If you picked up The Detroit Free Press this weekend you saw a long and stirring column by Detroit Today host Stephen Henderson regarding his childhood home on Tuxedo Street on the west side of Detroit. And what you read was this…
When I was born in 1970, the neighborhood’s strength was girded by the steady jobs at nearby auto plants and suppliers, by the pride that people had in their homes and their lives, and by the opportunity that existed for people like me to climb from working-class roots to higher stations on the economic ladder.
But standing in the house three decades later, amid the physical devastation in the various rooms and in the wider neighborhood, I was struck by wonder about the possibilities for kids born here more recently. What chances do they have? What does opportunity look like?
There are still children, lots of them, in the neighborhood — I see them on bikes, and playing basketball on the hoops they set up in the street because there are no nearby parks.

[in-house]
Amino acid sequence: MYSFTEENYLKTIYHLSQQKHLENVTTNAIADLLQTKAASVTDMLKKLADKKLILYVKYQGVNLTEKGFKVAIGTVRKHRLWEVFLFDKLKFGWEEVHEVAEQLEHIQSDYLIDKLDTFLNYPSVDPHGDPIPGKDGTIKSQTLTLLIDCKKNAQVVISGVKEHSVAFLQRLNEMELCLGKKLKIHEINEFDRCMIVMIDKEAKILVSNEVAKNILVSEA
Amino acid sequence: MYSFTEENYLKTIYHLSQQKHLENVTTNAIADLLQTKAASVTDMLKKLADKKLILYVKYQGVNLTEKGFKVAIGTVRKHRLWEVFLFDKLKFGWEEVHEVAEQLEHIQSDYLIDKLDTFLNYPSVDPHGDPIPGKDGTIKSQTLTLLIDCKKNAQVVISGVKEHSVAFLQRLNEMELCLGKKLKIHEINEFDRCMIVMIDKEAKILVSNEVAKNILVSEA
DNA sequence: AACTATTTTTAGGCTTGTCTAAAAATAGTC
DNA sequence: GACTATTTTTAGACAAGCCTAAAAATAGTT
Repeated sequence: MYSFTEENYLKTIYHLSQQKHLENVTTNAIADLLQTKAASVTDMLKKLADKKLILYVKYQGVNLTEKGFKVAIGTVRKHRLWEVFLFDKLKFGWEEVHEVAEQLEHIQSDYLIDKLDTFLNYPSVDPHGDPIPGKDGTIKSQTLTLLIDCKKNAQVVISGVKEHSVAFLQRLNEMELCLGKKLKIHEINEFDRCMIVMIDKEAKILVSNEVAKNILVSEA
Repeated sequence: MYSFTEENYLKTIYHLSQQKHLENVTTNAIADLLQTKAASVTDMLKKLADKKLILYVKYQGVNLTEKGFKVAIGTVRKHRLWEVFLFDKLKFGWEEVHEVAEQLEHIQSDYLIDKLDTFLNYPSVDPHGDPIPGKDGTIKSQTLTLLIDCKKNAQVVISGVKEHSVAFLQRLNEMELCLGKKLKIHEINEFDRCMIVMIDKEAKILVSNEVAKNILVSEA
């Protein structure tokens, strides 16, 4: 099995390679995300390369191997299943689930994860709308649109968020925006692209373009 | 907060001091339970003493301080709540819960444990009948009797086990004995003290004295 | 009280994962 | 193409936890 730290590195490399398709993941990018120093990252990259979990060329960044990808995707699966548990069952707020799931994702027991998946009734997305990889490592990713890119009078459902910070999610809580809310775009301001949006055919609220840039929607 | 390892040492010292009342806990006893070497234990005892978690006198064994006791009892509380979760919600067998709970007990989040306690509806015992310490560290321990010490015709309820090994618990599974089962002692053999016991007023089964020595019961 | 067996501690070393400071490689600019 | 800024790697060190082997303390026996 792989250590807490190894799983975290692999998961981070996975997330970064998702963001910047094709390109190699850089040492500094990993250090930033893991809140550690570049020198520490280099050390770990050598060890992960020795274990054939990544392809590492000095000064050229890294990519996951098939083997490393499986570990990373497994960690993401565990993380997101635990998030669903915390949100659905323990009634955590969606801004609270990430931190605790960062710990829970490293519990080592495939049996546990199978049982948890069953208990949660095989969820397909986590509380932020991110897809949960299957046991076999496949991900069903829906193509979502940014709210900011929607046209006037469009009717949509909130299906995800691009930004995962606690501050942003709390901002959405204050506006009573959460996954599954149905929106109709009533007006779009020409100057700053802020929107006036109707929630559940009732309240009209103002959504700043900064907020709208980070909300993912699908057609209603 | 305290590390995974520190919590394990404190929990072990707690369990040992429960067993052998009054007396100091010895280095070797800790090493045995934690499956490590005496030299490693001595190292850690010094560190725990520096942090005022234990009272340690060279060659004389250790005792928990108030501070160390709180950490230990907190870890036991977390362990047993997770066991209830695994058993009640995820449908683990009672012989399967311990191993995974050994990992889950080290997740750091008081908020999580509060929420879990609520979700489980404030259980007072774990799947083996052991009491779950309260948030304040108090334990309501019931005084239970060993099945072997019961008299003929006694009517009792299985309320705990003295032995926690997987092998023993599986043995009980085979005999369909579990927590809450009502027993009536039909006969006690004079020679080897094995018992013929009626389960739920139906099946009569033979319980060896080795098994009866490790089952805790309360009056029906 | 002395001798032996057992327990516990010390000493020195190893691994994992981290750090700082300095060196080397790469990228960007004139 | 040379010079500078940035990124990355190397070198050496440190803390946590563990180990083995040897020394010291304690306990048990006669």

But growing up there is no picnic today. Last year, in a house across the street from 7124, a 4-year-old got hold of a parent’s gun and accidentally shot his 4-year-old cousin. Periodically, I’ll see houses in the neighborhood adorned with the stuffed animals and graffiti-ed messages that let you know a child died there — in a shooting, in a fire, or some other tragic end.
That was the beginning of my turn toward the idea that I couldn’t just walk away from 7124 Tuxedo.
Do you have a neighborhood in Detroit that you go back to? Did you grow up in the city, and have seen your neighborhood of home in decline? Is it important to you to you to see that neighborhood revitalized? If so, what’s the best way to do that?